Conservatives and their apparent allies in the press who believed that Scheer should had to led them to at least a plurality and at best a majority or else assume the mantle of abject failure and resign the party leadership have simply not taken the obvious lessons from Canadian political history. The fact remains that Andrew Scheer led the Conservatives to win a plurality of the popular vote (34.3% versus 33.1% for the Liberals) and an additional 26 seats in the House of Commons from dissolution (95 to 121). That performance merits at least one more election – especially in a minority parliament which, as Canadian political history also shows, almost certainly will not last until the next statutorily scheduled general election in 2023. Only Canada’s first minority parliament, elected in 1921, lasted four years; the rest lasted from less than one to two and a half years. The Conservative Party of Canada probably could not even hold a proper leadership election within two years. And even if they did, they would have to put forward another unknown leader to voters in the next election.

Strangely, even though Jagmeet Singh presided over an objective loss for the New Democratic Party, going from 39 seats at dissolution to only 24 in this election, along with a corresponding loss of about 4% of the popular vote, few have called for his resignation, either inside or outside the party. (Googling “calls for Jagmeet Singh to resign” yielded no news articles suggesting that Singh should resign the leadership of the New Democratic Party, even though he presided over a loss of both seats and the popular vote; curiously, however, those same search terms called up news stories on why Scheer should resign.) Perhaps New Democrats merely understand that, at least at the federal level, they must learn to accept failure and take it in stride. Or perhaps they do not see losing seats and a share of the popular vote as a failure at all. If anything, New Democrats see this sort of defeat not as an indictment against their leader or platform, but merely the fault of a majoritarian electoral system with a healthy dose of false consciousness mixed in. (It should be noted that successful provincial New Democrats in the Prairie Provinces do not seem to object to single-member plurality).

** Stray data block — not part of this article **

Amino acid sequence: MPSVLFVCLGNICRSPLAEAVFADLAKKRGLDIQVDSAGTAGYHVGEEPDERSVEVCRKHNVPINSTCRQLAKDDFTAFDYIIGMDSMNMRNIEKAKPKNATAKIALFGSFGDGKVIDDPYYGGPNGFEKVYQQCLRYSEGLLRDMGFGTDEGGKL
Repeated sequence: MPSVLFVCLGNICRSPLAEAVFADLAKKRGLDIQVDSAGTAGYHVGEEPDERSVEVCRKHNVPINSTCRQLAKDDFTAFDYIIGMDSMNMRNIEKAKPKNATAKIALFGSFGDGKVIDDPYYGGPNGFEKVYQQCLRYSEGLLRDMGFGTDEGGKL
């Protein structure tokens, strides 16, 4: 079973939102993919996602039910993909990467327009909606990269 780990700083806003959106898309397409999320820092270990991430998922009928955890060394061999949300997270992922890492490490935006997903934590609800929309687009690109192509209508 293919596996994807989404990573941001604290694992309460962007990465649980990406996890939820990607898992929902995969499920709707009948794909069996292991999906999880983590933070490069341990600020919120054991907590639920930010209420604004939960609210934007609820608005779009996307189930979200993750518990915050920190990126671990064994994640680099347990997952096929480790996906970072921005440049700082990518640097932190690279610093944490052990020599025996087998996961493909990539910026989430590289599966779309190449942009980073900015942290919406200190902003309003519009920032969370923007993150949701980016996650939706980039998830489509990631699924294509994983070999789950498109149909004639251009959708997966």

Indeed, New Democratic leaders across Canada have perfected the art of cloaking concession speeches in crowns of laurels, delivering long-winded victory speeches upon suffering electoral defeat. I first noticed this tendency in Jack Layton in 2011, though provincial leaders would go on to surpass his legacy. Andrea Horwath in Ontario last year declared, “From the very start of this campaign, people wanted change, and I could not be more proud that we offered a positive vision,” omitting that Ontarians wanted change in the unmistakeable corpulent form of Doug Ford and his Progressive Conservatives and not from her party.[6] Wab Kinew, leader of the New Democratic Party of Manitoba, took this sort of fatuous solipsism to new extremes a few weeks ago, observing, “I don’t think we were defeated tonight, and the sign that many Manitobans agree are all the New Democrat MLAs elected today.” Kinew neglected to mention that the Progressive Conservatives won their second consecutive majority.[7]

If they didn’t have to resign, why should Scheer?

Notes